The ONTARGET trial enrolled 25,620 patients > 55 years old with atherosclerotic disease or diabetes with end-organ damage, randomized them to telmisartan only, ramipril only, or the combination, and followed them for a median of 56 months. Patients receiving the combination of telmisartan and ramipril did not obtain any additional benefit on the composite endpoint of cardiovascular death, myocardial infarction, stroke and heart failure hospitalization compared to monotherapy, but experienced an increased incidence of clinically important renal dysfunction (e.g., acute renal failure) compared with groups receiving telmisartan alone or ramipril alone.
Co-administration of telmisartan and ramipril increases the exposure to both ramipril and ramiprilat by a factor of about 2 (see PRECAUTIONS: DRUG INTERACTIONS).
Concomitant use of telmisartan and ramipril is not recommended.
Carcinogenesis, Mutagenesis, Impairment of Fertility
Telmisartan and Hydrochlorothiazide
No carcinogenicity, mutagenicity, or fertility studies have been conducted with the combination of telmisartan and hydrochlorothiazide.
There was no evidence of carcinogenicity when telmisartan was administered in the diet to mice and rats for up to 2 years. The highest doses administered to mice (1000 mg/kg/day) and rats (100 mg/kg/day) are, on a mg/m² basis, about 59 and 13 times, respectively, the maximum recommended human dose (MRHD) of telmisartan. These same doses have been shown to provide average systemic exposures to telmisartan > 100 times and > 25 times, respectively, the systemic exposure in humans receiving the MRHD (80 mg/day).
Genotoxicity assays did not reveal any telmisartan-related effects at either the gene or chromosome level. These assays included bacterial mutagenicity tests with Salmonella and E. coli (Ames), a gene mutation test with Chinese hamster V79 cells, a cytogenetic test with human lymphocytes, and a mouse micronucleus test.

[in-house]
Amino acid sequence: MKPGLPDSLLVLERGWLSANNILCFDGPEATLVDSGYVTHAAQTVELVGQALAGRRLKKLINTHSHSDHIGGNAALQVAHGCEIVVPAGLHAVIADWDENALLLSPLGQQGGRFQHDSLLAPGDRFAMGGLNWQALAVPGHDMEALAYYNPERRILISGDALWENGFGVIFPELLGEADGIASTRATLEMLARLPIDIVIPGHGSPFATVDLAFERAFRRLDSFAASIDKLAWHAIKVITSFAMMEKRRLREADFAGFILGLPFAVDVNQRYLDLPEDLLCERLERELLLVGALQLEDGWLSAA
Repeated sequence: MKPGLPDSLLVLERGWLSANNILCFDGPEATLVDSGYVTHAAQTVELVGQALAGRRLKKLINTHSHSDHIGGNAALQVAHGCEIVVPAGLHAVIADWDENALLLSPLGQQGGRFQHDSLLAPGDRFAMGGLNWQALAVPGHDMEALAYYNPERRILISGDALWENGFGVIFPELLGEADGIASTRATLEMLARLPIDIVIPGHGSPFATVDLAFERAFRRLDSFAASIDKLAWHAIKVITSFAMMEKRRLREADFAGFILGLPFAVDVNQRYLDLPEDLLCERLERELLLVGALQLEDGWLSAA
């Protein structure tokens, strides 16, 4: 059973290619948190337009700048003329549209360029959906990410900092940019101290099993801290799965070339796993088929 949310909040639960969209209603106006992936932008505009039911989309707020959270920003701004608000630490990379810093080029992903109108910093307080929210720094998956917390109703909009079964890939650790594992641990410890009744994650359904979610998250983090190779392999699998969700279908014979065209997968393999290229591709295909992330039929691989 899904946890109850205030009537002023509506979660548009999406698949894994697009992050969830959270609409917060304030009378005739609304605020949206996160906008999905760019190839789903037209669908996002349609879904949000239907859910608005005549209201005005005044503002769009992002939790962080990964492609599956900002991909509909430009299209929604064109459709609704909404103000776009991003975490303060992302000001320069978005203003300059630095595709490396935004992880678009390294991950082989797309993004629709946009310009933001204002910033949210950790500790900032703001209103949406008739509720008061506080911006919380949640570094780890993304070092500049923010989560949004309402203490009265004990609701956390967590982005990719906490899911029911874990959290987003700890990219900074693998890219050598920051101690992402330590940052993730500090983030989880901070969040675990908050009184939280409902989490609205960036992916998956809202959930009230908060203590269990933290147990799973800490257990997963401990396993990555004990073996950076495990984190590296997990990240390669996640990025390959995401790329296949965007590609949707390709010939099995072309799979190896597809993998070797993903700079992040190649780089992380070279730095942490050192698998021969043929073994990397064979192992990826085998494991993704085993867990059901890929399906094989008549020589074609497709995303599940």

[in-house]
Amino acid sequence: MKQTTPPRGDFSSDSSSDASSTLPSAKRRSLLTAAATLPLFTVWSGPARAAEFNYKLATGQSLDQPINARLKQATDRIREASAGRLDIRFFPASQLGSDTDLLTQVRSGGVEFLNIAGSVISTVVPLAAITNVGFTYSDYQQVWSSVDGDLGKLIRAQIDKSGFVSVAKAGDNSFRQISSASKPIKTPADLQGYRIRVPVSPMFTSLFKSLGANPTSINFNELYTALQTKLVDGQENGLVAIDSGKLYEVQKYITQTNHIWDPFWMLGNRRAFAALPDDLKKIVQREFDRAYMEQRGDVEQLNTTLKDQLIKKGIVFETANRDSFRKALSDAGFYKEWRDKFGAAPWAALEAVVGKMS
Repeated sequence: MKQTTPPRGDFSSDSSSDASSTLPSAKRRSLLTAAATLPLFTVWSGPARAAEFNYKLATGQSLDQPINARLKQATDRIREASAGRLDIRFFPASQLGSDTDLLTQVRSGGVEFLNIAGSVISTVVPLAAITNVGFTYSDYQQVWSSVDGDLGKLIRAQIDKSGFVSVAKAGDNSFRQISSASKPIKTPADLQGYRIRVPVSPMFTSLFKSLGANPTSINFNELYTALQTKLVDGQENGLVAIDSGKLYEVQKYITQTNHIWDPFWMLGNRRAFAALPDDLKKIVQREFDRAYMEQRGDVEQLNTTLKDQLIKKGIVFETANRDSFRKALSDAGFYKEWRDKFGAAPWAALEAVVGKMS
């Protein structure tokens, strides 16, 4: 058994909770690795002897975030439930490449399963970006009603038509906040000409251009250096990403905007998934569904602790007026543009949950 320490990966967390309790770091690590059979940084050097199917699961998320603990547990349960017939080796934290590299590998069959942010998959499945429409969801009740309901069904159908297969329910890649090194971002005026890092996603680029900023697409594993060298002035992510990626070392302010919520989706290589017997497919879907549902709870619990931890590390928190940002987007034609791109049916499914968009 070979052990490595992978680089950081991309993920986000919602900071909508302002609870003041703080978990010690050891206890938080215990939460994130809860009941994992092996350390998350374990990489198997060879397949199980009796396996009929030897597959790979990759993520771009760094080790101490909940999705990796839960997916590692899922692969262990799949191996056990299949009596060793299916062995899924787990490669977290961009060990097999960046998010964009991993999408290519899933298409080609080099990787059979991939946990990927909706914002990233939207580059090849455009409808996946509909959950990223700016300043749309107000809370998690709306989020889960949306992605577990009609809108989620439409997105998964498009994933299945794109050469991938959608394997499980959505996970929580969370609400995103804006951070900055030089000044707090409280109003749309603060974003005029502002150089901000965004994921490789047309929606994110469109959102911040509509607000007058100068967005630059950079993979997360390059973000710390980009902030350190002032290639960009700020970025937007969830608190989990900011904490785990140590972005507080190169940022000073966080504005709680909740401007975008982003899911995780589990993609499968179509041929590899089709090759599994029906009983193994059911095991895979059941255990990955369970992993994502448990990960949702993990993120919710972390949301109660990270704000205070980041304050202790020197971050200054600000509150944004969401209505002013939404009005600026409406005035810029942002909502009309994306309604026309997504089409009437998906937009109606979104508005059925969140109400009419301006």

No drug-related effects on the reproductive performance of male and female rats were noted at 100 mg/kg/day (the highest dose administered), about 13 times, on a mg/m² basis, the MRHD of telmisartan. This dose in the rat resulted in an average systemic exposure (telmisartan AUC as determined on day 6 of pregnancy) at least 50 times the average systemic exposure in humans at the MRHD (80 mg/day).
Two-year feeding studies in mice and rats conducted under the auspices of the National Toxicology Program (NTP) uncovered no evidence of a carcinogenic potential of hydrochlorothiazide in female mice (at doses of up to approximately 600 mg/kg/day) or in male and female rats (at doses of up to approximately 100 mg/kg/day). The NTP, however, found equivocal evidence for hepatocarcinogenicity in male mice.
Hydrochlorothiazide was not genotoxic in vitro in the Ames mutagenicity assay of Salmonella typhimurium strains TA 98, TA 100, TA 1535, TA 1537, and TA 1538 and in the Chinese Hamster Ovary (CHO) test for chromosomal aberrations, or in vivo in assays using mouse germinal cell chromosomes, Chinese hamster bone marrow chromosomes, and the Drosophila sex-linked recessive lethal trait gene. Positive test results were obtained in the in vitro CHO Sister Chromatid Exchange (clastogenicity) assay, in the Mouse Lymphoma Cell (mutagenicity) assay, and in the Aspergillus nidulans non-disjunction assay.
Hydrochlorothiazide had no adverse effects on the fertility of mice and rats of either sex in studies wherein these species were exposed, via their diet, to doses of up to 100 and 4 mg/kg, respectively, prior to mating and throughout gestation.
It is not known whether telmisartan is excreted in human milk, but telmisartan was shown to be present in the milk of lactating rats. Thiazides appear in human milk. Because of the potential for adverse effects on the nursing infant, a decision should be made whether to discontinue nursing or discontinue the drug, taking into account the importance of the drug to the mother.
Neonates with a history of in utero exposure to MICARDIS HCT
If oliguria or hypotension occurs, direct attention toward support of blood pressure and renal perfusion. Exchange transfusions or dialysis may be required as a means of reversing hypotension and/or substituting for disordered renal function.
Safety and effectiveness in pediatric patients have not been established.
In the controlled clinical trials (n=1017), approximately 20% of patients treated with telmisartan/hydrochlorothiazide were 65 years of age or older, and 5% were 75 years of age or older. No overall differences in effectiveness and safety of telmisartan/hydrochlorothiazide were observed in these patients compared to younger patients. Other reported clinical experience has not identified differences in responses between the elderly and younger patients, but greater sensitivity of some older individuals cannot be ruled out.
Last reviewed on RxList: 1/30/2012
This monograph has been modified to include the generic and brand name in many instances.